I wish David Letterman the best in his retirement, but maybe his decision to hit the road will allow the networks to finally come up with a new approach to late-night programming.

The Twilight Of Talk Shows

Last week Jay Leno stopped hosting The Tonight Show. I was amazed to see that he had been the host of that venerable show for 22 years. That means it’s been 22 years since I last watched The Tonight Show.

I’ve got nothing against Leno, who could capably tell a joke and mug for the camera. He’ll be replaced by the smug Jimmy Fallon, whose claimed talents have always been lost on me, and I won’t watch the show then, either. It’s just that the talk show concept seems so trite and formulaic, it takes a gigantic talent and iconic figure like Johnny Carson to make it watchable. None of the current crop of hosts even comes close — which means the appeal of late-night talk shows is strictly limited to insomniacs.

At the dawn of TV, the staples of programming were westerns, variety shows, news documentaries, and talk shows. The Tonight Show, for example, started in 1954 with Steve Allen as its host. Sixty years later, the westerns and variety shows and documentaries are gone from the airwaves, but the talk shows remain.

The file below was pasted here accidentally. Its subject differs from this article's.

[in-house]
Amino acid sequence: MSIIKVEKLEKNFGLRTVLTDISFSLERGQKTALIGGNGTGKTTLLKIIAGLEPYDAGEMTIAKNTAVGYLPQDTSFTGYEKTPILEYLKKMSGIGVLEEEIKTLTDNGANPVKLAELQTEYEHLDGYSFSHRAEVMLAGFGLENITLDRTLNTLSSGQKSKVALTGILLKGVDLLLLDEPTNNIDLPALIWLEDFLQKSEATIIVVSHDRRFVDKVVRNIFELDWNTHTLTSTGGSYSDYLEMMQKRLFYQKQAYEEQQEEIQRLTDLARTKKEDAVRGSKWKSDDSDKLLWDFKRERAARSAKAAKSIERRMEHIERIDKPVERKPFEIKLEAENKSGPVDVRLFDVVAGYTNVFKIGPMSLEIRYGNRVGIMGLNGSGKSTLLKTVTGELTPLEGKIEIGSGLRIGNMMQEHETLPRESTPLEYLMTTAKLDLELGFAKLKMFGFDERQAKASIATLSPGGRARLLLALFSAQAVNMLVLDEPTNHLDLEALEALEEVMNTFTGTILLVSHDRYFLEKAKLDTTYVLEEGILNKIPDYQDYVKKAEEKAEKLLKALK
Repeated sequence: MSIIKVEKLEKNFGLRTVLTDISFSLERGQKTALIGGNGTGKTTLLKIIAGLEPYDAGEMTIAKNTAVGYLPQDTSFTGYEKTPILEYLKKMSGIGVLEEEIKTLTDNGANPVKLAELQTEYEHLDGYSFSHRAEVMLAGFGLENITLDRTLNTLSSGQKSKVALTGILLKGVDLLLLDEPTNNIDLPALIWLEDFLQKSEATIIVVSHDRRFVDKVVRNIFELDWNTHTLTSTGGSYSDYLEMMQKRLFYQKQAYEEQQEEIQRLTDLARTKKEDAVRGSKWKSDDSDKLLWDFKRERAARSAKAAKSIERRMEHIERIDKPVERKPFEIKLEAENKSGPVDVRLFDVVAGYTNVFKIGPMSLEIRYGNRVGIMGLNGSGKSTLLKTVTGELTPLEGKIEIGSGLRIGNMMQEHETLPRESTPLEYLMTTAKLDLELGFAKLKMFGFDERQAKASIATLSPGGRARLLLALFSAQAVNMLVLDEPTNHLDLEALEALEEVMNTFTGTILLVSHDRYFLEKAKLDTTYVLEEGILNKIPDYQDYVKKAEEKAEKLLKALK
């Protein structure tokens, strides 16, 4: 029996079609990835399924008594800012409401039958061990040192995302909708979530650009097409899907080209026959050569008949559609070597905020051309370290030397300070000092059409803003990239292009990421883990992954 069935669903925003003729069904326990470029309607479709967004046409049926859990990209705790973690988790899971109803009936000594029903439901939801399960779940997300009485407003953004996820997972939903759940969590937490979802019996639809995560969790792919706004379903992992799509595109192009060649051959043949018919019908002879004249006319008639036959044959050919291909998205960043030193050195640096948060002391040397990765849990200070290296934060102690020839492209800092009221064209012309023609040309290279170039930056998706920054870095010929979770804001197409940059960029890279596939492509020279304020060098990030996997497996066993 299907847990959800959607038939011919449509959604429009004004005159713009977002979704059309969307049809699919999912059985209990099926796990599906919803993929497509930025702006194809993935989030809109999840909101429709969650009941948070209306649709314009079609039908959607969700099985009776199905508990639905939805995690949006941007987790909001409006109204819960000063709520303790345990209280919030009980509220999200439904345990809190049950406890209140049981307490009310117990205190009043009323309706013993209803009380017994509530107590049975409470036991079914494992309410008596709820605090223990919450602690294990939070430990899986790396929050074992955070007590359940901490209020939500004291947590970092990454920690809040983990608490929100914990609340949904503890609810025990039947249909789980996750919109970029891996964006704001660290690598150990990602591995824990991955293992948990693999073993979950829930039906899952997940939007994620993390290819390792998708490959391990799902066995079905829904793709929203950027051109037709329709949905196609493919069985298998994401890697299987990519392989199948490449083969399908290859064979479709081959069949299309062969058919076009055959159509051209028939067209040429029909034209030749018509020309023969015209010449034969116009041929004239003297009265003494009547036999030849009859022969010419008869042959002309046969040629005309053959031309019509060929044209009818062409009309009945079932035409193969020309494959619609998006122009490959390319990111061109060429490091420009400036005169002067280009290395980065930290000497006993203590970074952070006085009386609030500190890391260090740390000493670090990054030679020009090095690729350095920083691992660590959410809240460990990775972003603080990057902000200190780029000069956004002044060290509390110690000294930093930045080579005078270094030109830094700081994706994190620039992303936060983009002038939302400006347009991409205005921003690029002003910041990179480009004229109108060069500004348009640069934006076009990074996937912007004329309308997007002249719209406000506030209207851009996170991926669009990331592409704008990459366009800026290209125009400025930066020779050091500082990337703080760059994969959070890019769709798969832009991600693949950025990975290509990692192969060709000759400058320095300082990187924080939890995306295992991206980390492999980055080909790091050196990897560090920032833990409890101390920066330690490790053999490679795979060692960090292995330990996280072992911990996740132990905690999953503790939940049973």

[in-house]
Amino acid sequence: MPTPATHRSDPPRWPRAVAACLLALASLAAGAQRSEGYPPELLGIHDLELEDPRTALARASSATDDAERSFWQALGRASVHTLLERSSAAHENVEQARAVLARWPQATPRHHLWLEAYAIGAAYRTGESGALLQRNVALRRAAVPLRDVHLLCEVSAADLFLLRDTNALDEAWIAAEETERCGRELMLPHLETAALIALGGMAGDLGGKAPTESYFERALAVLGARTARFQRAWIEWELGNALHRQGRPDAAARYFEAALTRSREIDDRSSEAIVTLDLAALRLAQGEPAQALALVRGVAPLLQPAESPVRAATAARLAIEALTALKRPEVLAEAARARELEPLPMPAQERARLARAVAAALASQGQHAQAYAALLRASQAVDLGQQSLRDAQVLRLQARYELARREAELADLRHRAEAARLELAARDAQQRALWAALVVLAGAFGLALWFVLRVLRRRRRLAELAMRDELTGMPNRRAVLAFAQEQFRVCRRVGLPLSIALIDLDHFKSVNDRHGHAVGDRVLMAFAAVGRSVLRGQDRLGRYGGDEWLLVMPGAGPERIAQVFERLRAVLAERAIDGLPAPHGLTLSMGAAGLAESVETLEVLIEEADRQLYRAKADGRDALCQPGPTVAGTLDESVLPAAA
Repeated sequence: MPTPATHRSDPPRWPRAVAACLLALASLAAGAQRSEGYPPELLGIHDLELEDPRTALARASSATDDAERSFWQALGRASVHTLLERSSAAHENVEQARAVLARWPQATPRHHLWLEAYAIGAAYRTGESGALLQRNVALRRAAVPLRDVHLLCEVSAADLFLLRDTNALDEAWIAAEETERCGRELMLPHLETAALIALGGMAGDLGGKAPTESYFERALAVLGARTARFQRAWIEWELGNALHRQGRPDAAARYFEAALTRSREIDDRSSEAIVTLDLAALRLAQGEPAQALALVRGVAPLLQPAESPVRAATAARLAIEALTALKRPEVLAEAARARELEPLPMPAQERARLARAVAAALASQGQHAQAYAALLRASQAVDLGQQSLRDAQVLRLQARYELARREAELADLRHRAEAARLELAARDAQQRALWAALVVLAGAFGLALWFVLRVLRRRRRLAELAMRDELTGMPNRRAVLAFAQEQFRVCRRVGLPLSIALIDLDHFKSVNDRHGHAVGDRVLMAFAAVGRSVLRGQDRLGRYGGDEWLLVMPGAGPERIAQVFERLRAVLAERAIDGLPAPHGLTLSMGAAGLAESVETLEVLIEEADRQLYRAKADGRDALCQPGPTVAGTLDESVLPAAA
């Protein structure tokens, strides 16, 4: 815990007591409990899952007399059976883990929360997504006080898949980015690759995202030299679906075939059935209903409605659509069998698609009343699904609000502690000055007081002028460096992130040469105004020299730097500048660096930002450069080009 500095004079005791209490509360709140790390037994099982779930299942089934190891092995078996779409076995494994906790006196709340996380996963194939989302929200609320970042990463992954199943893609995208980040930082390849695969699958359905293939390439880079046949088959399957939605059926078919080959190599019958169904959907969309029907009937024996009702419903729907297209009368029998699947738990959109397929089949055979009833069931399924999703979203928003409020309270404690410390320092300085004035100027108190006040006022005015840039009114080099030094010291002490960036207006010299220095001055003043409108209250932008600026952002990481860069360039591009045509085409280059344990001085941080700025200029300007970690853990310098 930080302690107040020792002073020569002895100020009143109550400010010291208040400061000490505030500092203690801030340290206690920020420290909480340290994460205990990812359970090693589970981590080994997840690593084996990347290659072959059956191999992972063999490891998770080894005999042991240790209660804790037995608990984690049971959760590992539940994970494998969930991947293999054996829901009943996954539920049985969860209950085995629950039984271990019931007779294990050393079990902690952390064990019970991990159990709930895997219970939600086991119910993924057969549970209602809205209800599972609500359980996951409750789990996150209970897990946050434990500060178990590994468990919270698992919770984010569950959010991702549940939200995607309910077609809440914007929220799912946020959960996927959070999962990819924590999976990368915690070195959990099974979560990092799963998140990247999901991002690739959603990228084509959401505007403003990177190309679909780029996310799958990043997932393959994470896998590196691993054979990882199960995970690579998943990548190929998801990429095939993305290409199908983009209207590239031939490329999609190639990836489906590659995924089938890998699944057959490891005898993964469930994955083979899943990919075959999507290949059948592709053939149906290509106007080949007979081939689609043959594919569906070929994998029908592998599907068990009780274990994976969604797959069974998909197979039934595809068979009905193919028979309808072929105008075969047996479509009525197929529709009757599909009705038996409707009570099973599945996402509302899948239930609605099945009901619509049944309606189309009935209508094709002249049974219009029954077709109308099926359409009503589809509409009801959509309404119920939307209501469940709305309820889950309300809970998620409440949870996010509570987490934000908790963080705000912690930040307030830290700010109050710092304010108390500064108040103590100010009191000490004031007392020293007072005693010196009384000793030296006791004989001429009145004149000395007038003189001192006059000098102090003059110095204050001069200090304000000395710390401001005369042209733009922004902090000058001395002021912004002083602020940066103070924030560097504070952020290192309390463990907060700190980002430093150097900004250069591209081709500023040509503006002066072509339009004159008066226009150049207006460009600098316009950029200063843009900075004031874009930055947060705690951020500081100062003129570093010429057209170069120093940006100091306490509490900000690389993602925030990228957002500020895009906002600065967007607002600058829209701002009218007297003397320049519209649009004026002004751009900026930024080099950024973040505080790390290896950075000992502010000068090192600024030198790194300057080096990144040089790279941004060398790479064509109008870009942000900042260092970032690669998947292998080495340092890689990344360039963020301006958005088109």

In 60 years, the creaky format of talk shows hasn’t changed much, either. We’ve seen Jack Parr, Carson, Joey Bishop, Merv Griffin, Dick Cavett, David Letterman, Jay Leno, Jimmy Kimmel, and countless others I’ve long since forgotten sitting behind their desks and coffee cups, with some phony backdrop behind them. There’s a monologue, a skit or parody, and some banter with the band leader or sidekick, and then the guests come out — a film star pitching her movie, a new comedian trying to hit the big time, and perhaps a political figure or quirky character who won a yodeling contest or collects rocks that look like U.S. Presidents. A few rote questions, some banal conversation, and its time to move down the couch and bring on the next guest.